Tibet, cyber freedom raised in China dialogue
Human rights violations in Tibet, arrests of activists and the issue of Internet freedom figured prominently during two-days of "candid" dialogue between the US and China, officials said.world Updated: May 15, 2010 13:33 IST
Human rights violations in Tibet, arrests of activists and the issue of Internet freedom figured prominently during two-days of "candid" dialogue between the US and China, officials said.
The two-day US-China Human Rights Dialogue ended yesterday, but US officials were reluctant to air publicly their differences with China on human rights issues fearing that might jeopardise such meetings in the future.
"What I am pleased about is that we had a good two days of discussions, respectful in tone, and at the same time, direct in content," said Assistant Secretary of State for the Bureau of Democracy, Human Rights and Labor Michael H Posner at the conclusion of the meeting.
Posner said there was a range of issues, where the US and China can work together, but also a number of differences.
"Those differences were very clear. They were very plainly expressed... We laid a foundation to continue those discussions and we will continue them," he said.
"There are a range of things that we said and discussed that need to be said, and we did say in, again, a respectful but direct way," he said.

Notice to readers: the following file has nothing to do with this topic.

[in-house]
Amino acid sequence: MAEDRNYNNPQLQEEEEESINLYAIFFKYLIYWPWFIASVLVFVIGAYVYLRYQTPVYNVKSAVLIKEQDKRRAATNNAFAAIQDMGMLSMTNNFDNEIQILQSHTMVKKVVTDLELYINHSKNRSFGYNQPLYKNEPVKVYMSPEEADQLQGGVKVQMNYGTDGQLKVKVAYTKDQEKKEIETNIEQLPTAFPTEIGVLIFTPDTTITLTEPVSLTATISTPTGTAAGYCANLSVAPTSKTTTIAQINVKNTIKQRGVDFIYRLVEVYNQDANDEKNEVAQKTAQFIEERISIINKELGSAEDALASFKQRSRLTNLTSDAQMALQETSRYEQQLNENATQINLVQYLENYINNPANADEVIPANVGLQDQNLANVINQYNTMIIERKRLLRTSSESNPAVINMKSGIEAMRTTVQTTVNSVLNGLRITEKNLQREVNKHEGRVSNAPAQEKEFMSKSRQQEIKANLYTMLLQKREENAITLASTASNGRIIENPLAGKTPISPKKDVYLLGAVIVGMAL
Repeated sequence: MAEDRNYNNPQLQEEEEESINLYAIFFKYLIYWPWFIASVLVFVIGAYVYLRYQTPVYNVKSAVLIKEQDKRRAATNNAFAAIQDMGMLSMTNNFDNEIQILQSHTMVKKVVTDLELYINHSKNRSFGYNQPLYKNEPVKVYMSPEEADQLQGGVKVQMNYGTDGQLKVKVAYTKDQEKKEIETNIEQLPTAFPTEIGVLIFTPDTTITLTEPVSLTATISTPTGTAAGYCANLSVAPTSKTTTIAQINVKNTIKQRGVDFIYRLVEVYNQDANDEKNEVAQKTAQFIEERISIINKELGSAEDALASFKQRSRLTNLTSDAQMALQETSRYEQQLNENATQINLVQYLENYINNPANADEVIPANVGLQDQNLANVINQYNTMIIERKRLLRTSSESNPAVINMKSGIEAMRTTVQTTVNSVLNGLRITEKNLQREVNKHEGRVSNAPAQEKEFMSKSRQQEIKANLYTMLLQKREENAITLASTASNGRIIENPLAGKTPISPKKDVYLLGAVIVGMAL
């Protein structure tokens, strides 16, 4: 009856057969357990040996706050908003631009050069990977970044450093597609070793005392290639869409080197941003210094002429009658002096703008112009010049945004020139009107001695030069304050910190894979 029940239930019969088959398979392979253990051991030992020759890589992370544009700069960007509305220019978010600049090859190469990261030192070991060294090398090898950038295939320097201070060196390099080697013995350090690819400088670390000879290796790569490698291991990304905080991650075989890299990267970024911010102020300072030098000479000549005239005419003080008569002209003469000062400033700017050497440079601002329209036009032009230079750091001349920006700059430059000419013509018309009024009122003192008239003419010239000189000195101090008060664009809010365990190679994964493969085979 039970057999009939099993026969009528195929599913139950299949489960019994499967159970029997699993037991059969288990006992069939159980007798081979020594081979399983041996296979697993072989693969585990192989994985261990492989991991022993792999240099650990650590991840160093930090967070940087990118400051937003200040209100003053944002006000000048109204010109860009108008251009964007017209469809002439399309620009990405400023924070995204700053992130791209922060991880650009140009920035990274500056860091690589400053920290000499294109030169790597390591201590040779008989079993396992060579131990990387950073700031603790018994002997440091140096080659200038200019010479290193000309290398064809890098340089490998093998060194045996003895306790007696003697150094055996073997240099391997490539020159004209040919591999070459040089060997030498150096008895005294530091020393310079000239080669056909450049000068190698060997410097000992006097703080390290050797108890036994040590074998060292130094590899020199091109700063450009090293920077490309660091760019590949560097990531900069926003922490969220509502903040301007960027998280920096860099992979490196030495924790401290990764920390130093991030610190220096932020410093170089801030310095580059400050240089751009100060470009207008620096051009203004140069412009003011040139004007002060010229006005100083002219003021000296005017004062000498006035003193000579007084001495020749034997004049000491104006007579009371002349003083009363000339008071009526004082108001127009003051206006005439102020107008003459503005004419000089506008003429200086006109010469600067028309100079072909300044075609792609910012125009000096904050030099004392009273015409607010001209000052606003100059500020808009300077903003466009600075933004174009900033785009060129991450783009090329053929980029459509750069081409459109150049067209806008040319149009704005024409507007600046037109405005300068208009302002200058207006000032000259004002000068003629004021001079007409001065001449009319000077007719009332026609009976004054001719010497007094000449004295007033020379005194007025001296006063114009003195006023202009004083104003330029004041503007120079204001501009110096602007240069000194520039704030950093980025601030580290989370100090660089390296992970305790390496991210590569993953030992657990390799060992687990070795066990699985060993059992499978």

The two countries agreed to continue the discussions in a variety of fora, including a legal expert's dialogue and agreed to set the dates and agenda to restart the discussions.
"We also agreed to a next round of this dialogue to be held in China in 2011, and we are discussing further expert discussions both on religious freedom issues and on labour," he said.
Posner, who is planning to visit Beijing next week, said the idea was how to find ways to work together on areas of potential mutual benefit, and how to find a way to address and mitigate the differences.
"The tone of this is real important. And it was important to me, as much as a lot of the things we were saying express very serious concerns about very real issues.
"The tone of the discussion was very much we're two powerful, great countries, we have a range of issues that we are engaged with - on, human rights is part of that discussion, and it's going to remain so.
"We're going to continue to press on the things that we hold dear," he said.